In general, we found that UTN-PAs have higher MAT capacity than the average area, but with varying rates of capacity (see Figure 3). For example, Baltimore has one of the highest unmet treatment need rates and the highest MAT capacity (almost 5 times the national rate), while Philadelphia has the third highest unmet treatment need and much lower MAT capacity, though still in the top 50th percentile among all areas. In addition, West Indiana, South Central Los Angeles, and Ward 7 (Washington DC) are both UTN-PAs and LMATC-PAs.
While OD-PAs have higher rates of MAT capacity, they may also be considered uniquely high burden areas and, in general, have high rates of unmet treatment need for illicit drug dependence compared with non-OD-PAs and the United States overall (Figure 3).
To our knowledge, this study is the first to identify priority areas for targeting MAT capacity with respect to the opioid epidemic at the sub-state level. Our geospatial analytical framework was established to identify sub-state areas that may have the greatest number of people dealing with OUD and least resources available to treat this demand. Using our framework to target scarce resources in these 29 sub-state areas may lead to the most efficient allocation of scarce resources. However, by design this framework does not consider equity. If the US Department of HHS targeted all available resources to these 29 areas it is very possible some high poverty areas may not have any treatment options available. The question of helping the greatest number of people or providing some minimum level of treatment access to all is beyond the scope of this study.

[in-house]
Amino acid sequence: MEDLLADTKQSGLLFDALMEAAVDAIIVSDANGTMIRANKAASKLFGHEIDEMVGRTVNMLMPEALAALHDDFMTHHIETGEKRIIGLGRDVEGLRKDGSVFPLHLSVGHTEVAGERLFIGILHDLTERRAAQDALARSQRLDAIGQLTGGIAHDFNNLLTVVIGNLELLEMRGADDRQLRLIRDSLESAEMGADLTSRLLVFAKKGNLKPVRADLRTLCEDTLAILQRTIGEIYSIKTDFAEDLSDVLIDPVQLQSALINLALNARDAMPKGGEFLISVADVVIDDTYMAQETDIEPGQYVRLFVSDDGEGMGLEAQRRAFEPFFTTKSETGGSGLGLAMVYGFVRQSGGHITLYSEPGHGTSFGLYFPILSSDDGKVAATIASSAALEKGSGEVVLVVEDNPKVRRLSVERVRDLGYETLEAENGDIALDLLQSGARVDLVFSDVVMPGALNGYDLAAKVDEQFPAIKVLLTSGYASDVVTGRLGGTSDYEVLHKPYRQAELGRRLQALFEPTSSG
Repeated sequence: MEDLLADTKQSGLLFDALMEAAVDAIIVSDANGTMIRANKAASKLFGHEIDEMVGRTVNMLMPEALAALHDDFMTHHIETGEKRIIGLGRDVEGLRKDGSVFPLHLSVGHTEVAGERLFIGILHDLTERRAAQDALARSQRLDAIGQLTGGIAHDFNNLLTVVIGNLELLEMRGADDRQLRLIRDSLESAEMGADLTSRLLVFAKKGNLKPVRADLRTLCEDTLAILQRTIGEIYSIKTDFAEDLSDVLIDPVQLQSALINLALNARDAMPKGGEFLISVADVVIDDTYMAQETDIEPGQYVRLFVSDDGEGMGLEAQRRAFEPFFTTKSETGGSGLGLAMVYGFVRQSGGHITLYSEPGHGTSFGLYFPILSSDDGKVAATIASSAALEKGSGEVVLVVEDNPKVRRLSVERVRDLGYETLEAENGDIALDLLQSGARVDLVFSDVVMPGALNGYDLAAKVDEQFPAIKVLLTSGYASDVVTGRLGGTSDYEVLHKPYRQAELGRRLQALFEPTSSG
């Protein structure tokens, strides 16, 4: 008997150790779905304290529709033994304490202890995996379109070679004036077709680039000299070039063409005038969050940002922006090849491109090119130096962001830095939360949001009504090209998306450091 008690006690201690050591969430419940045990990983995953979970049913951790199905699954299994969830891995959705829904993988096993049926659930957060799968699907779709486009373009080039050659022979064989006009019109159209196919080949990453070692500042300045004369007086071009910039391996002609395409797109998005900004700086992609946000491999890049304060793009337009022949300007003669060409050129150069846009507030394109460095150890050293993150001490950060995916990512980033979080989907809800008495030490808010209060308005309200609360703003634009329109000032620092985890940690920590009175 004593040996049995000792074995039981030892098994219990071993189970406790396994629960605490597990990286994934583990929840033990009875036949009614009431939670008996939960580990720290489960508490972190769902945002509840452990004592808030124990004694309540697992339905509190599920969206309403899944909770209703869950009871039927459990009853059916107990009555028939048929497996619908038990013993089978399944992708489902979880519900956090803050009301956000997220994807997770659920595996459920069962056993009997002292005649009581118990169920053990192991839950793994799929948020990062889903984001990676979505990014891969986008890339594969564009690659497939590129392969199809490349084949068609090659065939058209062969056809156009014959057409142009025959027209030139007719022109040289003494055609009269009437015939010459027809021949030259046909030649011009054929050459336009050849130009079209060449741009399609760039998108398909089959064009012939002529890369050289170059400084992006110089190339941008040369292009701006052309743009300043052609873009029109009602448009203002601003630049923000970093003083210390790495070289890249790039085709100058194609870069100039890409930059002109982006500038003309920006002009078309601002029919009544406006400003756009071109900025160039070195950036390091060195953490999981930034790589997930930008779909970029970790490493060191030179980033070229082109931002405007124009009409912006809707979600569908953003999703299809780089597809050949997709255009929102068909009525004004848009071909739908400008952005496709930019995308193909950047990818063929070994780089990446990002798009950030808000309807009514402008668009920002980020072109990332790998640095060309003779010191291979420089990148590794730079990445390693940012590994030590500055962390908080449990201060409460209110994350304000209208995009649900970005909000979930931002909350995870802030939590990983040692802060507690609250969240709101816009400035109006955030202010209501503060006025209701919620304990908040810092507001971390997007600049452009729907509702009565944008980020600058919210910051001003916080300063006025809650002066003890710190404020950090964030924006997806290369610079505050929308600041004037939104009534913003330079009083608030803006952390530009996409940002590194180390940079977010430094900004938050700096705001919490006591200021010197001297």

Two studies have previously explored the allocation of MAT treatment capacity.21,22 Jones et al. identified gaps in MAT capacity and need at the state and national level but did not explore variation within states or cross-border travel that occurs in many sub-state areas.21 Abraham et al. explored county-level geographic variation in MAT treatment from opioid treatment programs (OTPs), finding gaps in treatment in areas with high rates of OUDs in the southeastern United States. However, this study only explored opioid treatment programs accepting Medicaid and did not include physicians treating OUD.22
We found 29 OD-PAs that may warrant increased access to cost-effective MAT options to mitigate the opioid epidemic. These OD-PAs are located predominantly in states ranked in the top 10 for drug positioning mortality rates, such as Ohio (ranked 2nd), New Hampshire (ranked 3rd), Pennsylvania (ranked 5th), Massachusetts (ranked 8th), and Rhode Island (ranked 9th).23